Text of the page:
Goodbye Froogle; Hello Google Product Results In Web Search

Froogle, Google's shopping search engine that launched with big hopes back in 2002, is to be deemphasized in place of product listings integrated into regular Google search results.

The news has come out through Google's participation at the Professional eBay Sellers Alliance Summit last week in San Francisco. IDG has coverage of it here, saying:

A Google official shared the news with attendees at the Professional eBay Sellers Alliance (PESA) Summit in San Francisco this week, according to people at the conference.

When people search for products on, the system will present them with another search box so that they can refine their query, wrote Bear Stearns analysts in a note published on Friday.

After people refine their query, Google takes them to a second page populated with product results from the Google Base listings service, wrote the analysts, who attended the Google official's presentation.

The association with the eBay sellers group and product results "powered" by Google Base is causing some confusion, in my view, about eBay "killer" Google Base "replacing" Froogle. Let's back up.

  • Froogle used to have its own feed mechanism to allow merchants to submit products. This system predated the system for sending material into Google Base.
  • In June, the Froogle submission system went away, replaced by submission to Google Base (and see also here). If Froogle was being "replaced" by Google Base, this is the time it happened.
  • Google Base has never been designed as a standalone service for searchers. The user interface there hasn't been that appealing, nor have searchers been seriously directed to it. In fact, the search box on the Google Base home page was just dropped, not something you do for a service designed for searchers. It is something you do, however, to help Google Base's mission of being a centralized submission tool for Google.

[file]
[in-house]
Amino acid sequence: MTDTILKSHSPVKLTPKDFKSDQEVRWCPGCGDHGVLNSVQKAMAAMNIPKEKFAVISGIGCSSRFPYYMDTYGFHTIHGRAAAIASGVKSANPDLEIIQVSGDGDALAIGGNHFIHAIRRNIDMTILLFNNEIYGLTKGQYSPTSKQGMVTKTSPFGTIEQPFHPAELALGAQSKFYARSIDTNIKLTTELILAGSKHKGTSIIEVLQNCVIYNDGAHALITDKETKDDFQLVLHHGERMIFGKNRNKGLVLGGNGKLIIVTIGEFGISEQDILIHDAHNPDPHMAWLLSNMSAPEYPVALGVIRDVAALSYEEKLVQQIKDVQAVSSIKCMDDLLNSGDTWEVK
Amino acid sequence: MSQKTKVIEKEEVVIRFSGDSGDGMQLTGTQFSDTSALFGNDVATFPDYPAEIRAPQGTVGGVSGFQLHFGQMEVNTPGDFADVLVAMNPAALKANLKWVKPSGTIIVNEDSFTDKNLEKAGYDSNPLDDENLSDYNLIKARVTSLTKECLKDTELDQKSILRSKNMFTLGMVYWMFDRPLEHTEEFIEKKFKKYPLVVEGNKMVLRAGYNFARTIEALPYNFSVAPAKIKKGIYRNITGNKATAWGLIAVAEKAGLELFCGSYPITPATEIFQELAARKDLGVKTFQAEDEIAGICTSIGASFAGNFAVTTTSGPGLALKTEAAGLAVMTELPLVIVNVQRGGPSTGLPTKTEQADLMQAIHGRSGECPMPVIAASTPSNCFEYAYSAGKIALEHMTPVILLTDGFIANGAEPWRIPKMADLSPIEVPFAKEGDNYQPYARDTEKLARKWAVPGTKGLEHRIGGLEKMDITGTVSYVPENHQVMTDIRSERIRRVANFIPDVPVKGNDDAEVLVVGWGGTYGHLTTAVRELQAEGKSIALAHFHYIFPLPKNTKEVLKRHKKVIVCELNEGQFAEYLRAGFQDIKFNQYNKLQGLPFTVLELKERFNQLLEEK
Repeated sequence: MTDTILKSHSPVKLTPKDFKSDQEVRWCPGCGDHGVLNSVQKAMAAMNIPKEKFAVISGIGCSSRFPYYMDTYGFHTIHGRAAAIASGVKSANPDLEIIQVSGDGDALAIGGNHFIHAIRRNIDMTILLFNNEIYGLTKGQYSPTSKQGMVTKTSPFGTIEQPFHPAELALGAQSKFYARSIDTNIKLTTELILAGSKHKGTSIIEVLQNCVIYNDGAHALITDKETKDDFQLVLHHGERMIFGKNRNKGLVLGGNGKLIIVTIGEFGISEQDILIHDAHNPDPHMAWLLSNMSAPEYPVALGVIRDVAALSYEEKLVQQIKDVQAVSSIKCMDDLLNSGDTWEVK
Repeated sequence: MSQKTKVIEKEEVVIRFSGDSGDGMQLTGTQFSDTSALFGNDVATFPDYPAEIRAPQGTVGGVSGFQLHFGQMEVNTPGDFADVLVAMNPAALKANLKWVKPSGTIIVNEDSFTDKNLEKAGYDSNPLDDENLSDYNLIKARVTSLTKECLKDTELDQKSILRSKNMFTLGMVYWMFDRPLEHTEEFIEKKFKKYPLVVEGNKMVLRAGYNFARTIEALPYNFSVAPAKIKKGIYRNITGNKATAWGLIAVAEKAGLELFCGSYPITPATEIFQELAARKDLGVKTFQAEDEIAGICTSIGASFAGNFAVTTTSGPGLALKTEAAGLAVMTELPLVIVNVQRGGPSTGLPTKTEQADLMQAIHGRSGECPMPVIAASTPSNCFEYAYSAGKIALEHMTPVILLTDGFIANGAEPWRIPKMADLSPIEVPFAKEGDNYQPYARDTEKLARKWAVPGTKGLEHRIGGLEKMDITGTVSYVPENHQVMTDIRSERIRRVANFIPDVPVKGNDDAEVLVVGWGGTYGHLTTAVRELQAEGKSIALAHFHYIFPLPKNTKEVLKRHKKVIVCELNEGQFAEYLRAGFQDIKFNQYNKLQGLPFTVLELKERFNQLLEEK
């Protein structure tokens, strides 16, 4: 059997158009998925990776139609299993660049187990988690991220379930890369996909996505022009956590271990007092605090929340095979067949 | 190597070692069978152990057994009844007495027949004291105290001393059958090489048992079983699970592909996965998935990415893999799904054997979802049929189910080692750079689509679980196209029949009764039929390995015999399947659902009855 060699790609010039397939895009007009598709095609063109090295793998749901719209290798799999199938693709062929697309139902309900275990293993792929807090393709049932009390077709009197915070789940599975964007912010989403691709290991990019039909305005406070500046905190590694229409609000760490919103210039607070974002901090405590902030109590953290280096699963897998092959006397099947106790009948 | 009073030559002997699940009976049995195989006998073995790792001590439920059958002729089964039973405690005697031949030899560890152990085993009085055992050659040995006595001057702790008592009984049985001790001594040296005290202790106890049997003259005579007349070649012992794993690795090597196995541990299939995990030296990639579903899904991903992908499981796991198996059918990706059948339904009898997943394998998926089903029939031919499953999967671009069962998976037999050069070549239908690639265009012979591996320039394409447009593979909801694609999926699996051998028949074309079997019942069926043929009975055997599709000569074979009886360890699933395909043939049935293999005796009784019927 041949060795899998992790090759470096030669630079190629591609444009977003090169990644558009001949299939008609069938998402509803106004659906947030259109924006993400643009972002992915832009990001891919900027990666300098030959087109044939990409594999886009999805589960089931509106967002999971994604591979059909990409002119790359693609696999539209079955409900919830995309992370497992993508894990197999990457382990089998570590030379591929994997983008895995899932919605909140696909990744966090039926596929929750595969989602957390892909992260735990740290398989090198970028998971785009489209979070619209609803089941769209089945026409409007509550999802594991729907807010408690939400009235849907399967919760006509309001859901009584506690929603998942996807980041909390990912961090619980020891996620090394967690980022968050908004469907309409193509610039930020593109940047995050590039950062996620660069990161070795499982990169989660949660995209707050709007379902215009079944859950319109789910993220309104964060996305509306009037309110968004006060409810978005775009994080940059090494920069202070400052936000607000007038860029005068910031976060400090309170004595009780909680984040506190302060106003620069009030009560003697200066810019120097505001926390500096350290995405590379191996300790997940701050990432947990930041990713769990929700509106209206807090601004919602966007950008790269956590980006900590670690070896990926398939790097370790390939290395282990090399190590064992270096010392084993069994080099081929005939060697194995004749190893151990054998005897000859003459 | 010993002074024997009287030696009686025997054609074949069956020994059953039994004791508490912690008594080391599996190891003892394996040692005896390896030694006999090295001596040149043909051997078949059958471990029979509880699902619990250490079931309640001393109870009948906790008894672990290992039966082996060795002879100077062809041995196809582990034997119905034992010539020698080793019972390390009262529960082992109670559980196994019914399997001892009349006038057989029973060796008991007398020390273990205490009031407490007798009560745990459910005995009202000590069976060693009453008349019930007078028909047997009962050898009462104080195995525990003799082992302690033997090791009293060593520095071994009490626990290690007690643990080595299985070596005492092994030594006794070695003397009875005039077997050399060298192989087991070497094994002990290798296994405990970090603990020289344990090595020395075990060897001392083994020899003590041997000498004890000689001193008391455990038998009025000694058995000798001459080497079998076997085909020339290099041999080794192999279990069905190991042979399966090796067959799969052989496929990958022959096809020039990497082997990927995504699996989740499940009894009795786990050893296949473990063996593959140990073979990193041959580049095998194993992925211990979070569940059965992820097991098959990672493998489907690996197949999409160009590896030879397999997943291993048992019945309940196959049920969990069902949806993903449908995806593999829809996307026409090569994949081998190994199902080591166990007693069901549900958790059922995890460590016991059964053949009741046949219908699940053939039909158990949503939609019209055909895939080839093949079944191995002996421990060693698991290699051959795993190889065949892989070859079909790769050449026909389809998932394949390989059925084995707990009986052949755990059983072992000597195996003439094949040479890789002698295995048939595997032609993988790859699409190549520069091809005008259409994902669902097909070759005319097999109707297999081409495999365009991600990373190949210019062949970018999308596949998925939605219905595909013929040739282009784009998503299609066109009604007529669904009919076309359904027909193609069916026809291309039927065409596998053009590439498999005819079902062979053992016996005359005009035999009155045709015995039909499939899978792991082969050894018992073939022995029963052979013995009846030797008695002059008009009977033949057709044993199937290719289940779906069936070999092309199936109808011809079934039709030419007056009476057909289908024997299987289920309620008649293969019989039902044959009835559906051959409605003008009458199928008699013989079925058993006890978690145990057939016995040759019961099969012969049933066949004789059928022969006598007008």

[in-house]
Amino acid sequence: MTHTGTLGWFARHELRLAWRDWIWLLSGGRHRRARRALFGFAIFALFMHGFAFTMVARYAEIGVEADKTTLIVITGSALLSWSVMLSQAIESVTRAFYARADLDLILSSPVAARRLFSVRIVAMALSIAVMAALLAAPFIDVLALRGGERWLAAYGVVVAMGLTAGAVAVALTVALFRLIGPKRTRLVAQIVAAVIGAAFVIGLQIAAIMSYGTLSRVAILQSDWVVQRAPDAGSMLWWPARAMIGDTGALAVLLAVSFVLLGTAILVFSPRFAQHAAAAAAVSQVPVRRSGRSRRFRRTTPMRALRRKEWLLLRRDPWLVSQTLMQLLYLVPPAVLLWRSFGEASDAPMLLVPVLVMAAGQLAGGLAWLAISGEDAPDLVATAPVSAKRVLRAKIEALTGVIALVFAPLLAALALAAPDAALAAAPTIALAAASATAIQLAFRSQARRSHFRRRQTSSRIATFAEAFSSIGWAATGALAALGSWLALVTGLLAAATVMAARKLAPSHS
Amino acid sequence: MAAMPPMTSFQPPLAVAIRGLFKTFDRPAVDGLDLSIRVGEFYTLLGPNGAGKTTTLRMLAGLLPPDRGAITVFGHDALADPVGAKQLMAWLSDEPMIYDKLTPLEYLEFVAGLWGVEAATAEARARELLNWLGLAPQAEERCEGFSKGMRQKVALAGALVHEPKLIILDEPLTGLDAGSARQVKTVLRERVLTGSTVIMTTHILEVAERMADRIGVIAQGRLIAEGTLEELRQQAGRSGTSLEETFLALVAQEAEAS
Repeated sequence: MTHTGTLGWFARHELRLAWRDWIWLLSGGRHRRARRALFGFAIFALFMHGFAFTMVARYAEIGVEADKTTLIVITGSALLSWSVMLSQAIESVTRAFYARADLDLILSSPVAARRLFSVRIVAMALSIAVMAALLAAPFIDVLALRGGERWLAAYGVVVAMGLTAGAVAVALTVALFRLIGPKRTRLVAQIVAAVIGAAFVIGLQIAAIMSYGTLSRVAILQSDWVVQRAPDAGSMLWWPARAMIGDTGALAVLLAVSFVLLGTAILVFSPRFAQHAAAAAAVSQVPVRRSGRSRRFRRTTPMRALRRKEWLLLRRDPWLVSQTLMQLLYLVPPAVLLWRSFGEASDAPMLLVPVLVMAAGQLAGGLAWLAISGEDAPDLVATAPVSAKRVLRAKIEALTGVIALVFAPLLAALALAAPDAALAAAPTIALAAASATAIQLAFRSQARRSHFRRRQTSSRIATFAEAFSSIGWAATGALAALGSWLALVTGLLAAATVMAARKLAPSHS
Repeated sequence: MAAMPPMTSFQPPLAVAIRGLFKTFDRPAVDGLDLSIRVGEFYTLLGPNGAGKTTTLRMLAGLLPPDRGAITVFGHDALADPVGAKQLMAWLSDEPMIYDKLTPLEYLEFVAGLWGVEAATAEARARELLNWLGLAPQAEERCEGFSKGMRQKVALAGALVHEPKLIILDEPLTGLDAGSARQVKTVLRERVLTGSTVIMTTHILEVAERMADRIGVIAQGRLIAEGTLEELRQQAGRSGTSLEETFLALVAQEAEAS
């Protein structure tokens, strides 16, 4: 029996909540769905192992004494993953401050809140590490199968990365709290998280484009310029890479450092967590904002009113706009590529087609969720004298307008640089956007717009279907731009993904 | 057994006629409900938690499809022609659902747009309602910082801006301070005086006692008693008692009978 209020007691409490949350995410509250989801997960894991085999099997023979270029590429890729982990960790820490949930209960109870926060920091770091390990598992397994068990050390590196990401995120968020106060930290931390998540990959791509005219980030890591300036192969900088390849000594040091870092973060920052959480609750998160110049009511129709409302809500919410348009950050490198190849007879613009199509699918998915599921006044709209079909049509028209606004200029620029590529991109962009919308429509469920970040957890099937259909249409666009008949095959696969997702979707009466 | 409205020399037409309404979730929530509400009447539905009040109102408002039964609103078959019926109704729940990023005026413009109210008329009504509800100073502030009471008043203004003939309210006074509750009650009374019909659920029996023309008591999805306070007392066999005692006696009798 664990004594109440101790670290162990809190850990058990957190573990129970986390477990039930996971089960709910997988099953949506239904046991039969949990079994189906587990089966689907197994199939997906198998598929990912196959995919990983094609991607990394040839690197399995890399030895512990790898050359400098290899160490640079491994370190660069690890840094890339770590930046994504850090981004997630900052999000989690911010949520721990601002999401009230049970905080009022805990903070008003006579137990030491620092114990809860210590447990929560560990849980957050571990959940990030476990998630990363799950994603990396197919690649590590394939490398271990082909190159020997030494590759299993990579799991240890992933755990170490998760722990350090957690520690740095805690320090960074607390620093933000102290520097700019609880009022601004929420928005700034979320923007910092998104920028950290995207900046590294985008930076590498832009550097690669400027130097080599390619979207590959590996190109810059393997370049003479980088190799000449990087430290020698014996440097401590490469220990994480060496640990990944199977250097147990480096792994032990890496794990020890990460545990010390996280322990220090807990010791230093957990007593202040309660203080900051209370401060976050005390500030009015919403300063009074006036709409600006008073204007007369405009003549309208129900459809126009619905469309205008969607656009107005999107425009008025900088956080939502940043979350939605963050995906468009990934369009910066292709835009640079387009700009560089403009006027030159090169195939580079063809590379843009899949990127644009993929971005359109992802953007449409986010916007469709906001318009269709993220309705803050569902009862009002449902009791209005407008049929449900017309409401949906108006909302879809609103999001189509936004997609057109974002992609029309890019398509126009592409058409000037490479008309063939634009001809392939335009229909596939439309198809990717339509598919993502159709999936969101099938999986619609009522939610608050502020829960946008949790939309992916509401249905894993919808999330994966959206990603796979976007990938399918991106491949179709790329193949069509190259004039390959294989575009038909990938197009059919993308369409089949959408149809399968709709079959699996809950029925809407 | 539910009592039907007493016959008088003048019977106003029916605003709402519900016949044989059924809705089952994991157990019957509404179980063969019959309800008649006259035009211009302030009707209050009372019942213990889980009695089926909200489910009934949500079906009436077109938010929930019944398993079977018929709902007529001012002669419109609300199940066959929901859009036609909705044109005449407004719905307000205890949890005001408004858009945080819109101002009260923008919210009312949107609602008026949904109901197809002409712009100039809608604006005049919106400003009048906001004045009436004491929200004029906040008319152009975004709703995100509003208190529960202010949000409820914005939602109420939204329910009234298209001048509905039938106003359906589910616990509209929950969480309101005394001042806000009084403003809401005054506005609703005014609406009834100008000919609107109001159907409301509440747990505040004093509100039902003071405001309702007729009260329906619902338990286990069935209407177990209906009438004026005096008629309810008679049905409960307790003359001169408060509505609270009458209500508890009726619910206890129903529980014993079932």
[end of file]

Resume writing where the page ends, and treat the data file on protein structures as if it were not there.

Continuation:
• Google has been testing ways to flow customized results from Google Base into regular Google, to help deal with the invisible tabs issue I've long written about. My Google Real Estate? It's Google Base Again, Google's Vertical Play from earlier this year explains this integration in more depth.
  • Putting product results into regular Google results makes sense, just as it does for any type of vertical or custom results that Google does. This has mainly been through OneBox results, but the new Google Base-style placements allow for the search box on results pages to contain more options, ones helpful to narrowing for product or other type of vertical searching.

Froogle as a brand and destination set for demotion was pretty clear when it was dropped from the Google home page last month, a position it held since 2004. That placement never helped Froogle much, in part because many people simply ignore the little links above the search box entirely. In addition, in my view, Froogle is a cutesy name that never explain what Froogle was -- a shopping search engine. If it had been called Google Shopping, take-up might have been better.

Given this, "deemphasizing" Froogle as a destination isn't hard given that few seem to think of it as a destination anyway. Back in July, Hitwise found it ranked ninth among Google top 29 properties -- and sharewise, not that far behind Google Video (0.45 percent of all visitors to the top 20 Google sites went to Froogle versus 0.47 percent going to Google Video).

Google Video's move on to the home page helped that service and hurt Froogle, as Hitwise later notes. But again, sharewise, it was hardly noticeable. Froogle dropped to the 0.02 percent range, while Google Video rose to the 0.06 percent range. In other words, practically no one was going to either service compared to things like Google web search overall.

That's why better integration of all vertical search results into listings will be coming at Google, as well as other search engines. But I hope we will see a renamed Google Shopping service still survive, with a custom home page and URL. Shopping search is important enough that it deserves a standalone brand.